I’ll be honest; I’m particularly fond of the open floor plan trend that just keeps on trending. To be sure, there are advantages to compartmentalization – especially when it comes to privacy and/or hiding the mess from guests. However, in my experience, the pros of open floor plans far outweigh the cons.
Ideas For Getting the Most Out of Your Open Floor Plan
Open floor plans offer several advantages: they are spacious or can provide the idea of space in smaller homes, they are great for families – allowing parents to keep their eyes and ears on children of all ages – and open floor plans are the best idea for serial entertainers.
With all of those benefits in mind, the following ideas will help you to enjoy an open floor plan design to its fullest and will make future redecorating easier.
- Be proactive and practical. Before you get started choosing colors, furniture and fixtures, you need think about the practical realities of the space you have to work with. What areas do you need to have (food prep, dining, toys, living room, pet areas, etc.). How many people will be using these spaces on a regular basis? What’s the square footage of the available space? Which dimensions need to be respected in terms of moving around the kitchen comfortably, scooting chairs back to eat while leaving enough room for others to pass by, the general walking flow of the space? The more practical you are at the outset, the better use of space, function and flow you will enjoy when the design is complete.
- What are you living with now? Changing major structural components like load bearing walls or posts, windows, exterior doors, etc., can be quite costly. Unless you have an unlimited budget, it’s best to identify structural limitations now so you can design an open floor plan that integrates with existing features. An experienced interior designer can be a lifesaver if you are struggling to “make it work,” because she has the ability to picture various configurations in her mind and, odds are the designer has created an open floor plan with similar features or limitations in the past. Even if you don’t plan to hire an interior designer for the long-term, paying for a consultation or two is well-worth the investment.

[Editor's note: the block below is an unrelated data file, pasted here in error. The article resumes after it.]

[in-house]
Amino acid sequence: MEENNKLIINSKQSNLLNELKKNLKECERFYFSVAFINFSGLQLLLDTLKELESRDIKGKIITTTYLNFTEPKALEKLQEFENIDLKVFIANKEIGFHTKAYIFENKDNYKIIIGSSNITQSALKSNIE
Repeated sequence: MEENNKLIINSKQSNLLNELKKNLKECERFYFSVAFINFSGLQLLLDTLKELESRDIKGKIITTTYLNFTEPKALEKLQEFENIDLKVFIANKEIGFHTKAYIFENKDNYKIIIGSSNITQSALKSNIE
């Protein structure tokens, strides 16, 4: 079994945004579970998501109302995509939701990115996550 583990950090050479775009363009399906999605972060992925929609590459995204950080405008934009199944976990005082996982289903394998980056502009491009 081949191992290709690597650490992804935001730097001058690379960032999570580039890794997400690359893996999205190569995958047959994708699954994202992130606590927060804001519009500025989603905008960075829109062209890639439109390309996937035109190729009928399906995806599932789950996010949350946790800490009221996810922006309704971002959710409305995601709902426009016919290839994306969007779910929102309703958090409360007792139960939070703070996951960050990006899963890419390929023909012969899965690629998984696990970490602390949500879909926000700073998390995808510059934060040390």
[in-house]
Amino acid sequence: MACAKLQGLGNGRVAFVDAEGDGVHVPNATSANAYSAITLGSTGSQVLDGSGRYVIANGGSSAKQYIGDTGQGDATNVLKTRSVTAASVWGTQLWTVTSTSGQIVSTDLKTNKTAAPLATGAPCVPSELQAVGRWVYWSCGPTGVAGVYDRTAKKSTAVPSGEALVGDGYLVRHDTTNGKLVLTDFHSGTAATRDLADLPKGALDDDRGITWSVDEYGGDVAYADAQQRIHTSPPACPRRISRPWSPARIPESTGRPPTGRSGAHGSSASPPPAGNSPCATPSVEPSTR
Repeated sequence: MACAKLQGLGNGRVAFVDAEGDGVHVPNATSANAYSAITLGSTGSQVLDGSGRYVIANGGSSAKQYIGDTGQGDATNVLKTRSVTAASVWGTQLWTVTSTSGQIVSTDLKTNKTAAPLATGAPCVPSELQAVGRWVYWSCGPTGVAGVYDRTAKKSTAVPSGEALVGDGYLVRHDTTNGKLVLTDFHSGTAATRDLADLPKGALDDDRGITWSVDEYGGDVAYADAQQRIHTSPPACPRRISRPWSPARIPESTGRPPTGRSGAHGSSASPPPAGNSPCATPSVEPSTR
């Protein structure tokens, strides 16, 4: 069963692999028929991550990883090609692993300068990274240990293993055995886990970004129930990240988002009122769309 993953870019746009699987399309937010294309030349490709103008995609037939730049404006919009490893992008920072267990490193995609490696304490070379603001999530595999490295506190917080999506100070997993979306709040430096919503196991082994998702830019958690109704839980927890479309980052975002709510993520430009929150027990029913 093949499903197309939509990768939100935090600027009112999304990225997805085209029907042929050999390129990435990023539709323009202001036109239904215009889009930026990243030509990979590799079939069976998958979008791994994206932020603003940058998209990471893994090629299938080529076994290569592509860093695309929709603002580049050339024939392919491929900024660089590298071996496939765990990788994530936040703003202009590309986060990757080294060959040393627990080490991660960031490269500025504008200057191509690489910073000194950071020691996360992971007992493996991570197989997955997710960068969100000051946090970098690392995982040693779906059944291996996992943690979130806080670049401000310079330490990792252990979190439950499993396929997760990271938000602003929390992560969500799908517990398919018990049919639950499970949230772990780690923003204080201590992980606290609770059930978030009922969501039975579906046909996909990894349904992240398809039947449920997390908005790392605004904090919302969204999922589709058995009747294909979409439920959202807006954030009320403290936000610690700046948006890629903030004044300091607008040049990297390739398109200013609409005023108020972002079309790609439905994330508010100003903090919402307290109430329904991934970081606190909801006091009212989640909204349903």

- What are your priorities for the future? Now that you’ve listed your practical reality, it’s time to live in the dream world. What are your priorities for these spaces in the current moment? How will your household change in the next five years? What about the next 10 or 20 years? What type of energy, space, or functional/playful aspects would you like the home’s living spaces to facilitate? Your open floor plan will evolve more fluidly if you design flexibly and in a way that minimizes any modifications or transitions that may arise in the future.
- Unified but segregated. Here’s where things get really fun. In an open floor plan, everything is visible and sort of layered against everything else. This means there needs to be a certain level of continuity or agreement between the colors, patterns, textiles and furnishings in the individual spaces. At the same time, clearly defining each area from the rest helps to set the tone and mood. A monochromatic paint scheme is one way to accomplish this, using textiles and furnishings to add a different tone or subtle energy differences to each space. Or, you can choose complementary colors that look great together but set color boundaries between the kitchen and family room, and between the living area and formal dining room.
- Focus on transitions. How will the spaces transition from one to the next? One of my favorite ways to do this is to have a unified hard surface flooring material for the entire space. Then, area rugs and even layered area rugs can be used to anchor specific seating areas, to define spaces and to create different moods or tones – soft, warm, cool, contemporary, traditional, cozy, formal, etc.
- Layouts and arrangements. Most rooms are laid out or organized along either linear or axial arrangements. Linear arrangements will create zones or living areas that are arranged along a straight line. These are quite flexible and the key is to keep it all in alignment with that invisible guideline so things remain balanced and proportional. Axial organization means arrangements that use two or more differing center-points. For example, the kitchen and dining room are arranged around one line while the family, reading or toy areas are arranged in alignment with another. Axial arrangements can be a bit trickier but work well in larg spaces. The path and access ways between the two become a focal point on their own.